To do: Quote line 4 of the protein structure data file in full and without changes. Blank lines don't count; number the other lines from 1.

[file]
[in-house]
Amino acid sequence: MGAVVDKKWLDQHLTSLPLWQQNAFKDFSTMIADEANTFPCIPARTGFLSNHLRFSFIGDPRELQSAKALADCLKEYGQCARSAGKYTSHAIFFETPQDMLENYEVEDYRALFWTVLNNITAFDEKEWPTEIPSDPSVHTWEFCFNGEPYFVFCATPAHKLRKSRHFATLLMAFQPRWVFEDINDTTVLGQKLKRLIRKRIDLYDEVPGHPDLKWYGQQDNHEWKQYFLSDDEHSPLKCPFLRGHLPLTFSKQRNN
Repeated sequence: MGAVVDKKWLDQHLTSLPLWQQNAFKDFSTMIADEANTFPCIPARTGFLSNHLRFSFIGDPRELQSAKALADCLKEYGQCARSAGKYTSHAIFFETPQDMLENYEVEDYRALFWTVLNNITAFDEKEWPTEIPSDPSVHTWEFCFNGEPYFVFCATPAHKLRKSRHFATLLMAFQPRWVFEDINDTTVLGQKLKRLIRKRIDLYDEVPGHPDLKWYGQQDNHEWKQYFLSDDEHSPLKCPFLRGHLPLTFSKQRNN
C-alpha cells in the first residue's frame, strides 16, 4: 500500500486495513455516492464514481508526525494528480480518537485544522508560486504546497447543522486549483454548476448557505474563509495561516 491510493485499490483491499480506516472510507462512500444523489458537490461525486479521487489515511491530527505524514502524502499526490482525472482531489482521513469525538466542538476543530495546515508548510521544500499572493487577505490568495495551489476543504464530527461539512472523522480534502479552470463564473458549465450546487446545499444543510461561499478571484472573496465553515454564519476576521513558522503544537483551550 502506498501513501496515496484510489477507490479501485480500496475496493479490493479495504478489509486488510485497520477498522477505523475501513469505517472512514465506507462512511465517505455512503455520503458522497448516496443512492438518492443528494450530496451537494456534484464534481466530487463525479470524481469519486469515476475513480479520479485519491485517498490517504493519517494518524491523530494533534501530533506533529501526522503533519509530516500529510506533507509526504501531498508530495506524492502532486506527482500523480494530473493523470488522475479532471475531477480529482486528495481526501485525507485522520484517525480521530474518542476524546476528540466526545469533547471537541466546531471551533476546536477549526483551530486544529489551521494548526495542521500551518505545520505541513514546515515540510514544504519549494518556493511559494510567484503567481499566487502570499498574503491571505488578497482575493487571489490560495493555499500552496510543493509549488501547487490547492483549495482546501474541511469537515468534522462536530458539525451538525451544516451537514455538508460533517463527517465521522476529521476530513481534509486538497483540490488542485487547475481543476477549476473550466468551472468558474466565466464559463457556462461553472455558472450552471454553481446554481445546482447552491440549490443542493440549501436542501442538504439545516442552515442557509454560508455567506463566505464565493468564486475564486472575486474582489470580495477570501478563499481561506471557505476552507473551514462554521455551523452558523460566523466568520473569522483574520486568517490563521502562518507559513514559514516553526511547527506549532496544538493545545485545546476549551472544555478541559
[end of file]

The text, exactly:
C-alpha cells in the first residue's frame, strides 16, 4: 500500500486495513455516492464514481508526525494528480480518537485544522508560486504546497447543522486549483454548476448557505474563509495561516 491510493485499490483491499480506516472510507462512500444523489458537490461525486479521487489515511491530527505524514502524502499526490482525472482531489482521513469525538466542538476543530495546515508548510521544500499572493487577505490568495495551489476543504464530527461539512472523522480534502479552470463564473458549465450546487446545499444543510461561499478571484472573496465553515454564519476576521513558522503544537483551550 502506498501513501496515496484510489477507490479501485480500496475496493479490493479495504478489509486488510485497520477498522477505523475501513469505517472512514465506507462512511465517505455512503455520503458522497448516496443512492438518492443528494450530496451537494456534484464534481466530487463525479470524481469519486469515476475513480479520479485519491485517498490517504493519517494518524491523530494533534501530533506533529501526522503533519509530516500529510506533507509526504501531498508530495506524492502532486506527482500523480494530473493523470488522475479532471475531477480529482486528495481526501485525507485522520484517525480521530474518542476524546476528540466526545469533547471537541466546531471551533476546536477549526483551530486544529489551521494548526495542521500551518505545520505541513514546515515540510514544504519549494518556493511559494510567484503567481499566487502570499498574503491571505488578497482575493487571489490560495493555499500552496510543493509549488501547487490547492483549495482546501474541511469537515468534522462536530458539525451538525451544516451537514455538508460533517463527517465521522476529521476530513481534509486538497483540490488542485487547475481543476477549476473550466468551472468558474466565466464559463457556462461553472455558472450552471454553481446554481445546482447552491440549490443542493440549501436542501442538504439545516442552515442557509454560508455567506463566505464565493468564486475564486472575486474582489470580495477570501478563499481561506471557505476552507473551514462554521455551523452558523460566523466568520473569522483574520486568517490563521502562518507559513514559514516553526511547527506549532496544538493545545485545546476549551472544555478541559